The second is similar but slightly different. Consider for a moment the climax of Return of the Jedi. Return of the Jedi's climax is a conversation between father and son. A son who sees the good in his father, and a father who must be pushed to reveal it. This personal conflict, about the choices the characters are making. This is what gives the significantly less flashy battle its power. As the conflicting values wax and wane, so does the battle. This is what gives the scene its power.

The purpose of a battle is to reveal character and force them to make hard decisions. A satisfying battle isn't satisfying because of big explosions and such, it's satisfying because of what is happening to the characters. For me, one of the most memorable battles I've played in was Mamemameshi. Not because of the battle, but because of two moments that established her character. First, when she tossed Miko bodily into a Hanger because he had triggered her ptsd. Second, when William got wounded and Sacre had to admit to herself that she felt a friendship for him that she couldn't deny. The first breath of warmth on melting her ice queen persona. Both were important establishing moments for her.

TLDR; 1. Superweapons are cool, but how the little person fits in the big picture is really important. 2. Revealing character is what really makes conflicts meaningful.
 

Primitive Polygon

Well-Known Member
Fast paced, engaging battles are hard to write, but I'll always remember the way that Paladin's Orochi Squadron plot basically played out like a shmup, whilst also respecting personal character interactions. The sheer scale of space, and the concept of these tiny, vulnerable power armor pilots charging headlong into volley after volley of space battleship fire just to reach their target really made an impact on me.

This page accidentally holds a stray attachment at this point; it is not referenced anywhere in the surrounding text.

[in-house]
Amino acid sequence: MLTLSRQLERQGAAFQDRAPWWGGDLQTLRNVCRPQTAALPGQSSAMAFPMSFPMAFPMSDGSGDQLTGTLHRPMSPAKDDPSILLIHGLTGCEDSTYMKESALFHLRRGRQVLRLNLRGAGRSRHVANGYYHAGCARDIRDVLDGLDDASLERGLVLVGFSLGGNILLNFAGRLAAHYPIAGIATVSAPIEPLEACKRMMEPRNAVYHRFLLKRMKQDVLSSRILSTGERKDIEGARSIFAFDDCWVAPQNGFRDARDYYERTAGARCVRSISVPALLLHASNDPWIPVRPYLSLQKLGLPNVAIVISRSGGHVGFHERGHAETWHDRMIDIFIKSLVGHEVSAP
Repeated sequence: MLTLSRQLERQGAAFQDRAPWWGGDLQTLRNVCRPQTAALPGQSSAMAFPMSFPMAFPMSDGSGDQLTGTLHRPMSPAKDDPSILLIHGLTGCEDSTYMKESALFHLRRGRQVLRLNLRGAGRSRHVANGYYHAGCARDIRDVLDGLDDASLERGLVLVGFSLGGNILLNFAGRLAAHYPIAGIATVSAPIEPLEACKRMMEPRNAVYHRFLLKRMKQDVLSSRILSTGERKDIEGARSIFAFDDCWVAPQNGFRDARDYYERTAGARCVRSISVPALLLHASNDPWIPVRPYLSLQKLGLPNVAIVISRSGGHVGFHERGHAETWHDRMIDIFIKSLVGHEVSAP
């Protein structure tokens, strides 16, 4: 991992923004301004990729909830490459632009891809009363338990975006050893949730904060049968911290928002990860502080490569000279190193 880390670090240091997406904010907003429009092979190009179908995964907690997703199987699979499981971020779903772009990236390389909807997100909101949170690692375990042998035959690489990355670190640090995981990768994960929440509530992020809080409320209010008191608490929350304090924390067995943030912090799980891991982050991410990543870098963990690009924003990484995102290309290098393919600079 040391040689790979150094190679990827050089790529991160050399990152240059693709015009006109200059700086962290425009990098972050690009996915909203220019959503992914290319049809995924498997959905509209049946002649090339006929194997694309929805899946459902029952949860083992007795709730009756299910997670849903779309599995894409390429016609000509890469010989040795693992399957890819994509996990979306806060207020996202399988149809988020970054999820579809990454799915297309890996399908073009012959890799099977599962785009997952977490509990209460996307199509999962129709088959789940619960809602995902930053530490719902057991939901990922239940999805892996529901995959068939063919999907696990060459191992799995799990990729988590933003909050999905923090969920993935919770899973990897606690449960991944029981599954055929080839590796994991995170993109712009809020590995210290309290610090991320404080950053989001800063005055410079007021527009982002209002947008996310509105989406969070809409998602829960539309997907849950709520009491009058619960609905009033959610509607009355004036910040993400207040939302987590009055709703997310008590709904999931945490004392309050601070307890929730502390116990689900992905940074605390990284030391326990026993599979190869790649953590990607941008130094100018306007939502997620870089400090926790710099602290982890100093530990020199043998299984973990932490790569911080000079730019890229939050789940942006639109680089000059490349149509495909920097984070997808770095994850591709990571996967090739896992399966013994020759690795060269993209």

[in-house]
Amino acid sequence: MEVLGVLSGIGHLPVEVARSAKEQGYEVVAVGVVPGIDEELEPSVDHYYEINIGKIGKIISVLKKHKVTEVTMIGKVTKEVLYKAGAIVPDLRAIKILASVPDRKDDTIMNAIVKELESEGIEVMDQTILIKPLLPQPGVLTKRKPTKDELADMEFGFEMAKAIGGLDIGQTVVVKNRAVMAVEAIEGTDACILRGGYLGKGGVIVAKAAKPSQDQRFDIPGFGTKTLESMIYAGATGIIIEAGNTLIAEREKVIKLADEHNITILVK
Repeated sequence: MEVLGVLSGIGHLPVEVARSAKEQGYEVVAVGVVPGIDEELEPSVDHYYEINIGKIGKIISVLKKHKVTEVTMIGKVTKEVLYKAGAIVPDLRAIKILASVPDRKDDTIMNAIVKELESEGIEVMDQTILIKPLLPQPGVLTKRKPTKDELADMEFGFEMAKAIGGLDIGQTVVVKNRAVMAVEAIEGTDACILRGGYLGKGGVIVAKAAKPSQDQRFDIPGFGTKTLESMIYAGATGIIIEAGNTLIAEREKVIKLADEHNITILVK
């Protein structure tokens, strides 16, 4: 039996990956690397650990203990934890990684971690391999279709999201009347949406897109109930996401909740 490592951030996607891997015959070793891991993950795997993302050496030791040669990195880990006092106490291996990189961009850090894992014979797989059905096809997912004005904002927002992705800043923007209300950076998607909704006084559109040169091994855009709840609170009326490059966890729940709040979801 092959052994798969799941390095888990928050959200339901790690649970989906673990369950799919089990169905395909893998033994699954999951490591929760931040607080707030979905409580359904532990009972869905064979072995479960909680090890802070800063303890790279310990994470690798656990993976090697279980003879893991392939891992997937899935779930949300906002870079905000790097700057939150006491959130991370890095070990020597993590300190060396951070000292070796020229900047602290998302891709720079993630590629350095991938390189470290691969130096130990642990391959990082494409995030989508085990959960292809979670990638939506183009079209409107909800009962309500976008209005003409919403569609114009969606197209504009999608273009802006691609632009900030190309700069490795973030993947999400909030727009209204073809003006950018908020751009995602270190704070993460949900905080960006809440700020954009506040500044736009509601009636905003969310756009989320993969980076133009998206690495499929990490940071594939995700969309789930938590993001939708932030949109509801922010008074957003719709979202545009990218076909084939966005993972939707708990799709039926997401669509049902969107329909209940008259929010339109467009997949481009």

I echo what a lot of people are saying here; Specific, concrete missions are highly necessary for a plot to have good drama, even if you end up throwing the players a curveball by having the enemy get the drop on them. Terrain and environment also makes the situation feel more 'real' and gives the player characters something to specifically react to.

You've totally done a good job of making individual enemies on the ground threatening, Wes, even the unpredictable Rixxikor at times; But maybe the threat of having enemies that are technologically superior is something you have kind of shied away from?
 

Sharon D Love

🔰 New Member
Banned Member
The battle of space is an important aspect of science fiction, especially space opera, and we want to join it.
Like any other conflict, space battles follow the basic rules of storytelling. They need the right island, strong motivation, a clear turning point, and so on. But space battles also have their own specific requirements. So far there has never been a war in space. But there is some weapons-testing activity.
 
Last edited by a moderator:
Top